Reply to Wilson Mendonça’s “Supervenience arguments against robust moral realism”

Rafael Graebin Vogelmann


In his “Supervenience arguments against robust moral realism”, Wilson Mendonça sets out to defend robust moral realism (the thesis that moral properties are not identical to natural properties) against the Explanatory Argument based on Supervenience. According to this argument, robust realism is unable to account for specific supervenience facts; given that the identification of moral and natural properties allows one to account for such facts, robust realism has an explanatory disadvantage vis-à-vis reductive realism. Mendonça’s answer consists in holding (i) that reductive realism has trouble accounting for the asymmetric character of specific supervenience facts and (ii) that the notion of reduction by analysis, which allows one to properly explain specific supervenience facts, supports only a weak form of reductionism that is compatible with robust realism. I argue that these claims are false and that, therefore, Mendonça fails to show that the Explanatory Argument is not a threat to robust realism.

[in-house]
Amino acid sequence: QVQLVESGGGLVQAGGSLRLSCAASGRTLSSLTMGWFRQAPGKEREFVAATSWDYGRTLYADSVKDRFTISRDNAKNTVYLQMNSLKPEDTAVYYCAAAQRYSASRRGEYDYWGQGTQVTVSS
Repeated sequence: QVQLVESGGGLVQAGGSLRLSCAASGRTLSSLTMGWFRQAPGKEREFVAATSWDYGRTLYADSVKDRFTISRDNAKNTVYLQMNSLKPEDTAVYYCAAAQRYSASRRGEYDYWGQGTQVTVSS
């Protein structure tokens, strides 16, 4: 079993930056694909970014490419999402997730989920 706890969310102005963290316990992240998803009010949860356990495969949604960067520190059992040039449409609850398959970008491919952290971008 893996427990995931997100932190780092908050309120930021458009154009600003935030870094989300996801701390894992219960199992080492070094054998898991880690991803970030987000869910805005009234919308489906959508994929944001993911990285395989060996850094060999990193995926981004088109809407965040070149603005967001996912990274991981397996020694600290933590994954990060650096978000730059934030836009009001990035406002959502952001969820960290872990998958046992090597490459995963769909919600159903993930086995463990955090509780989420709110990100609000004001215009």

Keywords: robust moral realism, supervenience, moral reductivism, reduction by identity, reduction by analysis.

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